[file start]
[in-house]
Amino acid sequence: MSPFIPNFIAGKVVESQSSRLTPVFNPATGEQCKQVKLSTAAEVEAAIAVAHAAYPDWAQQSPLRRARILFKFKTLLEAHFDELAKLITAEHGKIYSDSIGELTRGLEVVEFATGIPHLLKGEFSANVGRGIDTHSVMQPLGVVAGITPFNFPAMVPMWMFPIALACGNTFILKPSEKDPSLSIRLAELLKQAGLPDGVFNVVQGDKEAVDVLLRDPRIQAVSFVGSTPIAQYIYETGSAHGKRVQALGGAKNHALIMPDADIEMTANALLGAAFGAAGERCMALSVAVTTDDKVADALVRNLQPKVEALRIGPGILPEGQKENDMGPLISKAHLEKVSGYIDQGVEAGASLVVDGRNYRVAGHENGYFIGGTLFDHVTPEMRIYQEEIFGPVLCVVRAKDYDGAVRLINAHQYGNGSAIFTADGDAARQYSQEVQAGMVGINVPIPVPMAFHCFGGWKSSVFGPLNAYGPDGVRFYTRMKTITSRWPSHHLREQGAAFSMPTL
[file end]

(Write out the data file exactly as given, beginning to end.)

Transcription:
[in-house]
Amino acid sequence: MSPFIPNFIAGKVVESQSSRLTPVFNPATGEQCKQVKLSTAAEVEAAIAVAHAAYPDWAQQSPLRRARILFKFKTLLEAHFDELAKLITAEHGKIYSDSIGELTRGLEVVEFATGIPHLLKGEFSANVGRGIDTHSVMQPLGVVAGITPFNFPAMVPMWMFPIALACGNTFILKPSEKDPSLSIRLAELLKQAGLPDGVFNVVQGDKEAVDVLLRDPRIQAVSFVGSTPIAQYIYETGSAHGKRVQALGGAKNHALIMPDADIEMTANALLGAAFGAAGERCMALSVAVTTDDKVADALVRNLQPKVEALRIGPGILPEGQKENDMGPLISKAHLEKVSGYIDQGVEAGASLVVDGRNYRVAGHENGYFIGGTLFDHVTPEMRIYQEEIFGPVLCVVRAKDYDGAVRLINAHQYGNGSAIFTADGDAARQYSQEVQAGMVGINVPIPVPMAFHCFGGWKSSVFGPLNAYGPDGVRFYTRMKTITSRWPSHHLREQGAAFSMPTL